GPS2 is a 327 amino acid nuclear protein with a predicted molecular mass of 37 kDa. Although the precise biological functions of GPS2 are largely unknown, several lines of evidence suggest its potential involvement in diverse cellular functions. It was initially isolated via its ability to suppress lethal G protein subunit-activating mutations in the pheromone response pathway of the yeast Saccharomyces cerevisiae
). Pheromone binds to its cognate receptor and triggers a Gβ,γ
-mediated kinase cascade that shares structural similarities with mammalian mitogen-activated protein kinase (MAPK) pathways. Consistent with its role in conserved signaling pathways, over-expression of GPS2 in mammalian cells strongly suppresses a RAS/MAPK-mediated signal and interferes with c-Jun N-terminal kinase 1 (JNK1) activation by serum factors or tumor necrosis factor α (TNFα) (21
). Studies have shown that GPS2 interacts with the human T cell lymphotrophic virus type I (HTLV-I) Tax oncoprotein, and suppresses its ability to activate JNK1 (21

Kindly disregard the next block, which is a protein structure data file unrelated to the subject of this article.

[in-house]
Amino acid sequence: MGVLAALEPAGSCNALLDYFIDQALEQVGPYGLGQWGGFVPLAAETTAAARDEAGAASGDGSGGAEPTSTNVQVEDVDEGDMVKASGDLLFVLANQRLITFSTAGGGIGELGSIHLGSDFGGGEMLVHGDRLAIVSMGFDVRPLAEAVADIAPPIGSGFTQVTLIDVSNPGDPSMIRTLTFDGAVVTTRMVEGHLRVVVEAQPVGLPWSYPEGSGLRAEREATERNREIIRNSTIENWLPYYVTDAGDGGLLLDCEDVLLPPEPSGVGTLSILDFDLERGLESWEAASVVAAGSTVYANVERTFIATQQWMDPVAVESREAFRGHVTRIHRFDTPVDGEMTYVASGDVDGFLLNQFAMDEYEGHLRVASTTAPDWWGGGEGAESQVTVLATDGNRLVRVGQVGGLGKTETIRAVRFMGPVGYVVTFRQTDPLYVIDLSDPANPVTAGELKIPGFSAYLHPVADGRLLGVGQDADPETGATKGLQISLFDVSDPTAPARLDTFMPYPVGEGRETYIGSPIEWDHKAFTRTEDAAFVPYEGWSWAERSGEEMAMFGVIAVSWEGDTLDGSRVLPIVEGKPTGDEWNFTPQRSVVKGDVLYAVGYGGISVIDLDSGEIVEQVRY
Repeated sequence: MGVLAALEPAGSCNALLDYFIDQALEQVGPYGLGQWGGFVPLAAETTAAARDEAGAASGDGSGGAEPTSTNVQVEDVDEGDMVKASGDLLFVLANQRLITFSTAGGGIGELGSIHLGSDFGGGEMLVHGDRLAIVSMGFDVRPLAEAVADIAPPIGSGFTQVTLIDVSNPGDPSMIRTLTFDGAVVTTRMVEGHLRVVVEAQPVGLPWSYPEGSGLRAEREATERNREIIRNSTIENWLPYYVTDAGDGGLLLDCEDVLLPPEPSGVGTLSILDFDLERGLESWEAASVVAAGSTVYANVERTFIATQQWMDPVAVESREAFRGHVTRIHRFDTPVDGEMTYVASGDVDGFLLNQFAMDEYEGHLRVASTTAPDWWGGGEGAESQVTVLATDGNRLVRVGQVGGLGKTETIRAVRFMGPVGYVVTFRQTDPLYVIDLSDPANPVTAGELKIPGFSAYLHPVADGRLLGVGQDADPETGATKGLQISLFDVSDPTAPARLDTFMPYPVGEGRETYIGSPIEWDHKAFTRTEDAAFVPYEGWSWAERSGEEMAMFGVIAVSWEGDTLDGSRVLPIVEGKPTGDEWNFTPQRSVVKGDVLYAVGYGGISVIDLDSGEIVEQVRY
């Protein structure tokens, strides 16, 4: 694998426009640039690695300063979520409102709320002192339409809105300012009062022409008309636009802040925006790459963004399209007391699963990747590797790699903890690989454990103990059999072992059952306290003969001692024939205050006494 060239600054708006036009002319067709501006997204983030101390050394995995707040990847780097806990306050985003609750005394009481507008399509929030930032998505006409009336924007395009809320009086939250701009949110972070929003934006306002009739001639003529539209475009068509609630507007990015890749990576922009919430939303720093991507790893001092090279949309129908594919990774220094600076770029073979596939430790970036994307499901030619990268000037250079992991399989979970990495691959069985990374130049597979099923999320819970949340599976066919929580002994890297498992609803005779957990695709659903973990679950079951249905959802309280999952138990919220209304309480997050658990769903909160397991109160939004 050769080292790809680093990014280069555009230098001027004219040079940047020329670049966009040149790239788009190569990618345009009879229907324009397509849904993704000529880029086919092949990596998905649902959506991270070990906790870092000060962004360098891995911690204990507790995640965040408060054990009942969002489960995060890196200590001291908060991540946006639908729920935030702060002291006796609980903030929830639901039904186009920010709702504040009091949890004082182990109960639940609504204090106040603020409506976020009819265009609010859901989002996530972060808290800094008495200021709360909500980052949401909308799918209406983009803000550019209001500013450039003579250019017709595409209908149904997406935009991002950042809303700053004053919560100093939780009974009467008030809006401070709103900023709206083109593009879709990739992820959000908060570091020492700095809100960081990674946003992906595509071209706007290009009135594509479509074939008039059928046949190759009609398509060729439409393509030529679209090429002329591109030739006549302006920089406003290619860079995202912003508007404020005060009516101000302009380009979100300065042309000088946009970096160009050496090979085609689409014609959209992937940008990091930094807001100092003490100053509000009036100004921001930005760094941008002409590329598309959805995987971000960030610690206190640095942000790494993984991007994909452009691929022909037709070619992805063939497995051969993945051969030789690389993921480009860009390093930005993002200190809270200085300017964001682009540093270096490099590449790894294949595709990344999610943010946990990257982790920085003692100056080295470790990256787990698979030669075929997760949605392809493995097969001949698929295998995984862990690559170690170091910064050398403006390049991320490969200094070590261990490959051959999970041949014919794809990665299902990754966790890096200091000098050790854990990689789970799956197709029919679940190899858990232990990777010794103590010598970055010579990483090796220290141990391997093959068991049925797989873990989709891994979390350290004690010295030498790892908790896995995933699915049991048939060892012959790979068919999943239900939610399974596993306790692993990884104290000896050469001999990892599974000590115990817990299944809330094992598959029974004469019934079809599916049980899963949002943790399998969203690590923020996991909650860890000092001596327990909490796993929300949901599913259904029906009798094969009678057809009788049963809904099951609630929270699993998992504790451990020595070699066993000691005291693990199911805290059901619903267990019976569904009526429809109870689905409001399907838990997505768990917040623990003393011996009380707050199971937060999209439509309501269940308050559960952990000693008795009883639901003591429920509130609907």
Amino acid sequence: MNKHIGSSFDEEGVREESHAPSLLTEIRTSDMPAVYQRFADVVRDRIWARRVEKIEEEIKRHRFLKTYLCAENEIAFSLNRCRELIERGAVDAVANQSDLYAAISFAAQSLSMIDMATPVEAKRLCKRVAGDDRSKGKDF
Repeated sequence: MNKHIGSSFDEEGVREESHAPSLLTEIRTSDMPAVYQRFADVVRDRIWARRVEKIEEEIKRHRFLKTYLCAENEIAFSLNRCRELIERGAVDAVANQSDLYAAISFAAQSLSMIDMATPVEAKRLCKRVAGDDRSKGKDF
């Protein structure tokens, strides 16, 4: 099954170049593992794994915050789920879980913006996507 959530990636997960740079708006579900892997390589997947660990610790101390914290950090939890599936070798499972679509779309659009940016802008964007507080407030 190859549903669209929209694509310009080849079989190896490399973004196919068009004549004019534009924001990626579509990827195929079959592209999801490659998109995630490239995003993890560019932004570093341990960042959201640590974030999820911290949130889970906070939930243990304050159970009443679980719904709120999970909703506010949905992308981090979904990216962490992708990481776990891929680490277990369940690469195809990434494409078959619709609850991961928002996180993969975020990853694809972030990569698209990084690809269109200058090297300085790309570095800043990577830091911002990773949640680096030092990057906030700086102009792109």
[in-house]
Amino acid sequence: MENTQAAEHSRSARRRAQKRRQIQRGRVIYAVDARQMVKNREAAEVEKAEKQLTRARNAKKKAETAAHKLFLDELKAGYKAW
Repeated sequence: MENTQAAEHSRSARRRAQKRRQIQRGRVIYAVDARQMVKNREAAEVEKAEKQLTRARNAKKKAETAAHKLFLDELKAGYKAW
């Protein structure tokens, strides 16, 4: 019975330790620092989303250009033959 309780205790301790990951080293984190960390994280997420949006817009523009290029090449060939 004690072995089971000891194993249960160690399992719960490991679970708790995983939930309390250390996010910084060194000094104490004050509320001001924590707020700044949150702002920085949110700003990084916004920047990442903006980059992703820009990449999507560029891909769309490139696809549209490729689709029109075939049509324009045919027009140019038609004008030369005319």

). The N-CoR and histone deacetalyase 3 (HDAC3) complex participates in diverse repression pathways and contains about 10-12 associated proteins. GPS2 is one subunit of this complex (27
). GPS2 inhibition of JNK activation is mediated through an associated N-CoR-dependent corepressor function (28
). Furthermore, studies have also suggested a role for GPS2 in mediating cellular responses to DNA damage (29
), and GPS2 might function in concert with a hMSH4-hMSH5 heterocomplex during the process of homologous recombination (30
Our studies demonstrate the relationship between RFX4_v3 and GPS2. First, both RFX4_v3 and GPS2 are present throughout the brain and in differentiated neuronal cells, suggesting their interaction is physiologically relevant. Second, yeast two-hybrid screening and co-immunoprecipitation experiments in mammalian cells demonstrate the physical interaction between these two proteins. Third, GPS2 is able to enhance the activating abilities of RFX4_v3 on the Cx3cl1 promoter, suggesting that GPS2 is a co-activator for RFX4_v3-dependent transcriptional events.
Transcription cofactors may exert variable effects on transcriptional regulation depending on their interacting partners. As stated above, GPS2 can suppress
transcription by association with N-CoR and HDAC3 repressor complexes. However, GPS2 has also been reported to interact with several transcription factors and enhance
their transactivation. For example, GPS2 binds the papillomavirus E2 protein activation domain and is necessary for stimulation of E2 transcriptional activity (31